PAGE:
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Adil, “Prince of the Sky,” Uyghur Diplomat


Last month Adil Hushor (Ch: Adili Wuxor) pulled off his latest feat– walking over the Pearl River on a wire suspended 116 meters in the air. Over the past decades he has walked between skyscrapers, over China’s most iconic valleys, canyons, stadiums, lakes and rivers. He’s broken multiple world records by doing it faster andlonger, higher and weirder. As a nineteen year-old he broke 12 bones when a rotten rope broke in Shanghai and he fell 15 meters. But the everyday trauma of risking his life has not stopped him from tackling bigger and more dangerous feats.

Above is Adil’s biography as shown on CCTV 9: Adil brings the Uyghur tradition of dawaz-style tightrope walking forward into global spotlight of Asian cities. According to the Uyghur oral tradition, dawaz or darwazliq (Edit: see comments below) – a kind of dashing, court-performance, dance-style of tightrope walking – has played a role in Uyghur society for 2000 years. It was first noted as a Uyghur cultural feature in Mahmud Kashgari’s authoritative dictionary of Turkic languages in Kashgar in the 1070s. Adil places himself in this long tradition of nobility and valor. He himself is a member of the sixth generation of performers in his family to take to the tightrope. Yet being the prince of the sky does not place Adil above the fray of being a minor figure in a Chinese world. Like Uyghurs everywhere Adil is pulled in multiple directions: when he’s off the wire his speech and actions are noted by the Chinese media, his corporate sponsors and the Uyghur public.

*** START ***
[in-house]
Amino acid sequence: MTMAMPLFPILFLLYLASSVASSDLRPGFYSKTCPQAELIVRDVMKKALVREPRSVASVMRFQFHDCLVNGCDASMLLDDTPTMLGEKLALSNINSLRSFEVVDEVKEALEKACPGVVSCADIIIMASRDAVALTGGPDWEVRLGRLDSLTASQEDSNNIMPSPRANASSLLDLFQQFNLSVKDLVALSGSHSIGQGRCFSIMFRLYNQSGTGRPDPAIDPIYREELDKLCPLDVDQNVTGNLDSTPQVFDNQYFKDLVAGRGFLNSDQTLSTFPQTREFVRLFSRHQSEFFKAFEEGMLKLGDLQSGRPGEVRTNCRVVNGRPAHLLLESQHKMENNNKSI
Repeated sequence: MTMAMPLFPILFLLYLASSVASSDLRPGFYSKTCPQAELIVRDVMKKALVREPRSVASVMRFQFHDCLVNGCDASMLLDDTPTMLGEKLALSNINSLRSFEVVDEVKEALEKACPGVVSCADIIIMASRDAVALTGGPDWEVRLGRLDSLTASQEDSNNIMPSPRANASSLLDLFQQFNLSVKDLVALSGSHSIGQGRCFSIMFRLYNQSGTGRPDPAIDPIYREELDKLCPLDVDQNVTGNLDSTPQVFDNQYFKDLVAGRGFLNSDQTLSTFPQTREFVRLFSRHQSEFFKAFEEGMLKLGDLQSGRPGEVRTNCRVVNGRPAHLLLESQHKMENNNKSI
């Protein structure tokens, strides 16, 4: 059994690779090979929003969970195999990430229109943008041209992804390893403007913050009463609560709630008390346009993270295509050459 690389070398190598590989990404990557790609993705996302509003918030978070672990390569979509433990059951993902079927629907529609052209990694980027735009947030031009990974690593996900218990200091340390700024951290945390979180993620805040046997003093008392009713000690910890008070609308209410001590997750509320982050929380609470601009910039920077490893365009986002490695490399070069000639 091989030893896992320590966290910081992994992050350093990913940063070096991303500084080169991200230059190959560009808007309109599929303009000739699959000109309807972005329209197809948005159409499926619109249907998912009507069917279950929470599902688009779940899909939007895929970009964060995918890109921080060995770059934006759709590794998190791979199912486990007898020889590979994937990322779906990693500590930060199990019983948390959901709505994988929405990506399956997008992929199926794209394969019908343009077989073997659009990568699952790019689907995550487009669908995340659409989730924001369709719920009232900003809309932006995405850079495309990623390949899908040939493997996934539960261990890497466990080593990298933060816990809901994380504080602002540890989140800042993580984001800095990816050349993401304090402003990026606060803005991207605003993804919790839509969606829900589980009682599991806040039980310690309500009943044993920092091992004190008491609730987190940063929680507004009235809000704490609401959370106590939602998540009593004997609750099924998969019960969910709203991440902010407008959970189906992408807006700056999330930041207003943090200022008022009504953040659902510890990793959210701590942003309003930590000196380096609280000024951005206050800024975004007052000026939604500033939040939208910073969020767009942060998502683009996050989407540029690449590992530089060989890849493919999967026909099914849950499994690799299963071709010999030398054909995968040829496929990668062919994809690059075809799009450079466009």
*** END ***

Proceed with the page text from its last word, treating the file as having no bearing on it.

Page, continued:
1. Adil in the Chinese Media

According to many Chinese-language media accounts Adil is the pride of China. He carried the Olympic torch in 2008. After nearly every performance Adil feeds this sentiment by speaking toward the glory of China, the future of harmony in Xinjiang, and the ethnic friendship he is modeling. The party-secretary of the cultural ministry of Xinjiang, that is, the Chinese state’s top authority on Xinjiang culture, a heavy-set man from Henan named Han Ziyang has gone as far as to say that Adil was trained by Han masters (shifu). To his thinking, Adil seems to be a model of the way Uyghurs can learn from Han civilization.

2. Adil in the Urban Business World

Many Uyghurs have never seen Adil perform. He is a celebrity as seen on TV. In the early 2000s he became known as “Adil Shohla” or “Adil the Tomato” because he was featured in so many ads for a Xinjiang based tomato company. Nicknames are a common way for Uyghurs to address difference and perceived weaknesses in others. Although these nicknames usually have derogatory connotation they are often voiced with affection. For example, if a city Uyghur like Adil were slightly overweight then he might be called Adil Pangza (Pàngzi), if he wore glasses he might be called Adil Jinsian (Uyghur pronunciation of Jìnshìyǎn),people who have some type of disability are often given pretty mean nicknames. As one young Uyghur man put it after discussing Uyghur name-calling: “I am ashamed to admit this side of Uyghur culture, but sometimes we are not very tolerant towards people who are slightly different from the majority.” In any case Adil became so fed-up with the name calling, that he publicly defended his moral character by describing the way he refused to become a spokesperson for Qingdao Beer when he walked over the Yangzi River. Alcohol should not be supported by Muslims he said.